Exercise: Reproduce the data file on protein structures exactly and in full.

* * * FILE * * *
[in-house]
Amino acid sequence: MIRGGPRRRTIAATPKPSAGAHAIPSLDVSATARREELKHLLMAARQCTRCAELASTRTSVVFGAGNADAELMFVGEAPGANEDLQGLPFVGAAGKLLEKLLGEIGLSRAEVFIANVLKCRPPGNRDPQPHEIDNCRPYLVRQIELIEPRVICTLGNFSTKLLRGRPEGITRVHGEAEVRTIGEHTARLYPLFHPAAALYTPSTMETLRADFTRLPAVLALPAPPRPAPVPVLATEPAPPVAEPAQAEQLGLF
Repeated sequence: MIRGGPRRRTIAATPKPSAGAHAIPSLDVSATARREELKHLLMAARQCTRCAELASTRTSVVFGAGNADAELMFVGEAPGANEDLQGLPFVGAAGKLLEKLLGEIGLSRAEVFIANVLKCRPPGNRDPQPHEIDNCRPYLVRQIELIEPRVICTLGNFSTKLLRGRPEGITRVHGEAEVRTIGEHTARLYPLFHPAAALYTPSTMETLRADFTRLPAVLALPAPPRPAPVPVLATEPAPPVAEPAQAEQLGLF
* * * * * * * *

[in-house]
Amino acid sequence: MIRGGPRRRTIAATPKPSAGAHAIPSLDVSATARREELKHLLMAARQCTRCAELASTRTSVVFGAGNADAELMFVGEAPGANEDLQGLPFVGAAGKLLEKLLGEIGLSRAEVFIANVLKCRPPGNRDPQPHEIDNCRPYLVRQIELIEPRVICTLGNFSTKLLRGRPEGITRVHGEAEVRTIGEHTARLYPLFHPAAALYTPSTMETLRADFTRLPAVLALPAPPRPAPVPVLATEPAPPVAEPAQAEQLGLF
Repeated sequence: MIRGGPRRRTIAATPKPSAGAHAIPSLDVSATARREELKHLLMAARQCTRCAELASTRTSVVFGAGNADAELMFVGEAPGANEDLQGLPFVGAAGKLLEKLLGEIGLSRAEVFIANVLKCRPPGNRDPQPHEIDNCRPYLVRQIELIEPRVICTLGNFSTKLLRGRPEGITRVHGEAEVRTIGEHTARLYPLFHPAAALYTPSTMETLRADFTRLPAVLALPAPPRPAPVPVLATEPAPPVAEPAQAEQLGLF